Letterform Archive’s collection of Piet Zwart began thirty years ago, but it was substantially enhanced by newly acquired material. Starting in 2013 there was a series of five auctions in the Netherlands featuring duplicates from Zwart’s personal archive. We were an active bidder in all five sales.
Our Piet Zwart collection now contains over 120 pieces of rare ephemera. Many are proof copies (printed on one side only) with dates or other notations in his own hand, and almost all have Zwart’s name and address rubber stamped in green on the back.
The items featured in the linked PDF arrived recently from the last of the five auction sales.
Letterform Archive gratefully acknowledges Aaron Marcus’s recent donation of an archive of his work.
The newly acquired collection encompasses a broad swath of Marcus’s works and interests, ranging from art and design to physics and computer science. Through his experimental design works and creative explorations, Marcus challenges both our notion of what letters are and how they are constructed. His explorations — through both hand work and computer code — prefigure a computer-assisted approach to creative expression that is widely utilized by artists and designers today.
Thanks to a generous gift from Professor Dennis Y. Ichiyama, Letterform Archive is excited to add nearly 200 identity manuals to our collection.
Dennis Ichiyama is a designer and professor of visual communication design at Purdue University. As a student, he studied under Paul Rand at Yale, learning the importance of creating within limitations — a philosophy he carried with him into a long career as a designer and educator.
Letterform Archive recently acquired an archive of material by and about Albert Klijn (1895–1981), a Dutch graphic designer, painter, typographer, bookbinding designer, and illustrator. The collection includes posters, paintings, advertisements, periodicals, seals and stamps, calligraphy, and a large assortment of ephemera and printed matter.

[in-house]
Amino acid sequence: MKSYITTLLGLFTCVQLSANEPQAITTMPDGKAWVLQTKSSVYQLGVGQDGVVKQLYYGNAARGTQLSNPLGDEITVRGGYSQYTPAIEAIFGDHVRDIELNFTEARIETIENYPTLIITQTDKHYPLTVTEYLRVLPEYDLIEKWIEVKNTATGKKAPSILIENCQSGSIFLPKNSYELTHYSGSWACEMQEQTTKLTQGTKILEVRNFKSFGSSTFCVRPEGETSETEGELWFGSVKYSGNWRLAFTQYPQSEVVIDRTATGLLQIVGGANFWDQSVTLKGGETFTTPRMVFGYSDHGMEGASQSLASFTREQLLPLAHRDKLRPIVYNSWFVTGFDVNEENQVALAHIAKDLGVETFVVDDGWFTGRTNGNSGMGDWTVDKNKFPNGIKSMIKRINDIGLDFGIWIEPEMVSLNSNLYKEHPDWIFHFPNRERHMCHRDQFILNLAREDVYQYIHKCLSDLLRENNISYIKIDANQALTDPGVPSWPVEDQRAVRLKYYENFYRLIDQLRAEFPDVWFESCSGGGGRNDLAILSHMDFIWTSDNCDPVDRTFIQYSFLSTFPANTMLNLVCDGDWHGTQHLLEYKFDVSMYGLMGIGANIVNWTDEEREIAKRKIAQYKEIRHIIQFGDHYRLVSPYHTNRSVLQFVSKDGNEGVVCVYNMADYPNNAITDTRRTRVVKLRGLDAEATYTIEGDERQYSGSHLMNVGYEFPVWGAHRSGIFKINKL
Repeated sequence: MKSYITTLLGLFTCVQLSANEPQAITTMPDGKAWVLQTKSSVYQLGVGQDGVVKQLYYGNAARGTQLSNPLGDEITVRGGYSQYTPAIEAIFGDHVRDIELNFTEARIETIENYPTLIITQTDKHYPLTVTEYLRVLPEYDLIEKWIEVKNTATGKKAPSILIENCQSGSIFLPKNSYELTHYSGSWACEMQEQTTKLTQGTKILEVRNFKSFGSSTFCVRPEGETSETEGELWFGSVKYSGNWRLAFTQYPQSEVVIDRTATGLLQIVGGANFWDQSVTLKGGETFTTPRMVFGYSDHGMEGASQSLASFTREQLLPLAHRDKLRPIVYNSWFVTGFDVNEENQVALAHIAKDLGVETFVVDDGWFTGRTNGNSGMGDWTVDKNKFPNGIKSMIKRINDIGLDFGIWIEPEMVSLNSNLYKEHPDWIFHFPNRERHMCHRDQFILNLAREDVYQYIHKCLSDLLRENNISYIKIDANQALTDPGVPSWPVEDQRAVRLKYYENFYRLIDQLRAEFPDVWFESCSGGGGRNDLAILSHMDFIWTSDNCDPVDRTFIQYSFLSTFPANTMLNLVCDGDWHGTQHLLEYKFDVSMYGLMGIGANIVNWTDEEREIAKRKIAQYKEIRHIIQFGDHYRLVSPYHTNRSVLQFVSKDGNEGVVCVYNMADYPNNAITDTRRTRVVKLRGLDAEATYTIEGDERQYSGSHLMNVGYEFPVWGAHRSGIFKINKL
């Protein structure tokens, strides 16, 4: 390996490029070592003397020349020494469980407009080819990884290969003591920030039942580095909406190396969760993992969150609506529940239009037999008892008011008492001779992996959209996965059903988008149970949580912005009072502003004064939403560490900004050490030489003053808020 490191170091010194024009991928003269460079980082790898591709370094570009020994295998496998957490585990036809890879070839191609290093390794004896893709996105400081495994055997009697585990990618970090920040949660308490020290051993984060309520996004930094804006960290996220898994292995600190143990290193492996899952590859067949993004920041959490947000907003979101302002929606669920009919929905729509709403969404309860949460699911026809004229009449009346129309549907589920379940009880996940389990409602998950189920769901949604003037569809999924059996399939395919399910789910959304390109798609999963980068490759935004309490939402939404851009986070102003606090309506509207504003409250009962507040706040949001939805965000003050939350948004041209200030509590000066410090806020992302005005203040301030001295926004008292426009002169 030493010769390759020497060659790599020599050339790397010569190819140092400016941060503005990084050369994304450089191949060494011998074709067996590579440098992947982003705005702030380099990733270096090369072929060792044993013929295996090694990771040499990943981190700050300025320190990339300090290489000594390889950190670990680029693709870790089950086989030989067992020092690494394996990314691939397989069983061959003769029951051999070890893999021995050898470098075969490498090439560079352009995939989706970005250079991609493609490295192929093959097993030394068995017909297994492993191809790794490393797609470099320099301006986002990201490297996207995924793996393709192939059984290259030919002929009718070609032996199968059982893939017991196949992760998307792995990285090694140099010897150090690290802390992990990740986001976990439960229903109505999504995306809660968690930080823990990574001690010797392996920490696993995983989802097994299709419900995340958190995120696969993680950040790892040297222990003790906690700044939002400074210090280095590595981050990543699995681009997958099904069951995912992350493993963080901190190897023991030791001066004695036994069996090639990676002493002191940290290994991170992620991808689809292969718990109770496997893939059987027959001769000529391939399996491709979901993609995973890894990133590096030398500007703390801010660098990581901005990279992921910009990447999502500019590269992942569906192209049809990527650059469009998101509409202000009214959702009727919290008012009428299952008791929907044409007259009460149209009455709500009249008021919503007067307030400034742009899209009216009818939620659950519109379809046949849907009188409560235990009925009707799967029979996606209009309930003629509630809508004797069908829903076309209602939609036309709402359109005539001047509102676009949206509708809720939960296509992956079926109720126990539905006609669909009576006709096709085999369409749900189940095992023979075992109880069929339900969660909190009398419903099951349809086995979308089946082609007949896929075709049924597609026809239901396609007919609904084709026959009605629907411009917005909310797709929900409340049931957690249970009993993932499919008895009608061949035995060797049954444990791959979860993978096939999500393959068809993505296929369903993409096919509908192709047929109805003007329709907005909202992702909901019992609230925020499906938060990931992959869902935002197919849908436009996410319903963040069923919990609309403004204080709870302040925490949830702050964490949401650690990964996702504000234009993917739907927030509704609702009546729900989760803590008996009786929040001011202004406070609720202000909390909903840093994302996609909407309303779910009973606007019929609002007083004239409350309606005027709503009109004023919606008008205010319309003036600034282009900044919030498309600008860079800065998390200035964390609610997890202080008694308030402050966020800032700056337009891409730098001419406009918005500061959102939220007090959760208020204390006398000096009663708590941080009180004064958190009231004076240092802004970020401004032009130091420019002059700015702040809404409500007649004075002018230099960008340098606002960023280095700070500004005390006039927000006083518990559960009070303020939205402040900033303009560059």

Klijn studied at the Quellinus School in the Netherlands and is known for designing many items for the city of Amsterdam, including various letterheads, logos, coats of arms, and five Town Calendars (1924–1929). He is most famous for designing the logo for the Municipality of Amsterdam Giro, the first cashless payment system in the Netherlands. Klijn worked for the interior designer Theo Nieuwenhuis from 1866–1951 and ran the studio for Advertising Art with his brother Willem Klijn (1892–1961).
In 1923, Klijn designed the cover for issue number forty-one of the highly revered art magazine, Wendingen. The archive includes several process pieces for this magazine cover, including a drawing and several printed proofs.
The abundance of material in the archives of Albert Klijn provides excellent insight into the artist’s multifaceted nature and creative evolution. It is an honor for us at Letterform Archive to preserve and share his history, art, and process with our community.